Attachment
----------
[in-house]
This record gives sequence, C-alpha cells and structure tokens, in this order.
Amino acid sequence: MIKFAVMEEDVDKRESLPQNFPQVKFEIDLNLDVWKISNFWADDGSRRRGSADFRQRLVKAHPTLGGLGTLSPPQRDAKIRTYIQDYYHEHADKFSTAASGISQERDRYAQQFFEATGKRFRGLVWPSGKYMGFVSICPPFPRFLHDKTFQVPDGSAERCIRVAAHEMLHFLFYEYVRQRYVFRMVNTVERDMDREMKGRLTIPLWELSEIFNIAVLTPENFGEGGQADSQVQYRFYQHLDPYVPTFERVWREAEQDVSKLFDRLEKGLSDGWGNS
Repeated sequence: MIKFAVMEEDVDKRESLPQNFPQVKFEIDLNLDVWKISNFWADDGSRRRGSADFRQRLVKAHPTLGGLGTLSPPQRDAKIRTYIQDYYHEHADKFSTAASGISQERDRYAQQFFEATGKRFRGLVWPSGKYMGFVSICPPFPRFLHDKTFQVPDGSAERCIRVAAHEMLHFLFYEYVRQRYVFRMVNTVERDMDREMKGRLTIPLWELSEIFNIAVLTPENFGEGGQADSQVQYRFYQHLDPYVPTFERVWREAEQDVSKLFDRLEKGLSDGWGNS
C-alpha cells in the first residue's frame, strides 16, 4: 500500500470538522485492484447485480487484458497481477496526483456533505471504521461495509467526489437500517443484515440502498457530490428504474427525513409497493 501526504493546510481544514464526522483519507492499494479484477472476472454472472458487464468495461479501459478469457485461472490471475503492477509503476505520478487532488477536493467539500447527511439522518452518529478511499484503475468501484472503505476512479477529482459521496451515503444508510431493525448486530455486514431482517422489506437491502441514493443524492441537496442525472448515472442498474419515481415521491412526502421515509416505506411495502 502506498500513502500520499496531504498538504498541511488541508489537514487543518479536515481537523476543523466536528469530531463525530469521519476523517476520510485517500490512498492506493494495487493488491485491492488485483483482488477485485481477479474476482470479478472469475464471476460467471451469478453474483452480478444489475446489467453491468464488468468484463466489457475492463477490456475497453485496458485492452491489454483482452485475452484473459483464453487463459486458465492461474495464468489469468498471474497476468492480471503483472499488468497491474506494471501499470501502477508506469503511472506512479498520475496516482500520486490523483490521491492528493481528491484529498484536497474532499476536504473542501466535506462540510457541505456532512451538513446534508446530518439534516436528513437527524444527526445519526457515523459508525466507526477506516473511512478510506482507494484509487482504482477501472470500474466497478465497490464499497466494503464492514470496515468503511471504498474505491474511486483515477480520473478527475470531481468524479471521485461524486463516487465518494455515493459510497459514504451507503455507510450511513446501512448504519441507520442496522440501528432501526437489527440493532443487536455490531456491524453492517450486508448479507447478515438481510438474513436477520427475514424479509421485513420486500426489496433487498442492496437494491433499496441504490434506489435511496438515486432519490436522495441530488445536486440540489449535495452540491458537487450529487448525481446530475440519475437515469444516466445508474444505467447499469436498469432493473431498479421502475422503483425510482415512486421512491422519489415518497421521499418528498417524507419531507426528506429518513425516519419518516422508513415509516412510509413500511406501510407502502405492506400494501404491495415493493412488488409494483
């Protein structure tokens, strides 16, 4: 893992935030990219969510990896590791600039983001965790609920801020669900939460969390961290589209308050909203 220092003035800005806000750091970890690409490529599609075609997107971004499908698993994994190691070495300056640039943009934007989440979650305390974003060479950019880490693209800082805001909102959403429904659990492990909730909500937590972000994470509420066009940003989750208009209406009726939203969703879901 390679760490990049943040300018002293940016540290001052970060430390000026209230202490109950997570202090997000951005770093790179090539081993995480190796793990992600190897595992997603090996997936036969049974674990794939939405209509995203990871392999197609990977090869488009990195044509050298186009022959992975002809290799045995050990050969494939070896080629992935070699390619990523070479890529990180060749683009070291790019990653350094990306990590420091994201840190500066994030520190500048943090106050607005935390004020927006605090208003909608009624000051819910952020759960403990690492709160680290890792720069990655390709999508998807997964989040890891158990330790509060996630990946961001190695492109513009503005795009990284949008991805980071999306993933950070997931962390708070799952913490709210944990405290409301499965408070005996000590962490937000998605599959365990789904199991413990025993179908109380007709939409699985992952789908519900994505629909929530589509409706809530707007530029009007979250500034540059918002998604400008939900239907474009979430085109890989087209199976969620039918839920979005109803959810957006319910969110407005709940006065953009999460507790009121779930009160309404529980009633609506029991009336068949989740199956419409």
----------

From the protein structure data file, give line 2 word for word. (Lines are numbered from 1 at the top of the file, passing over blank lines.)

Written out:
This record gives sequence, C-alpha cells and structure tokens, in this order.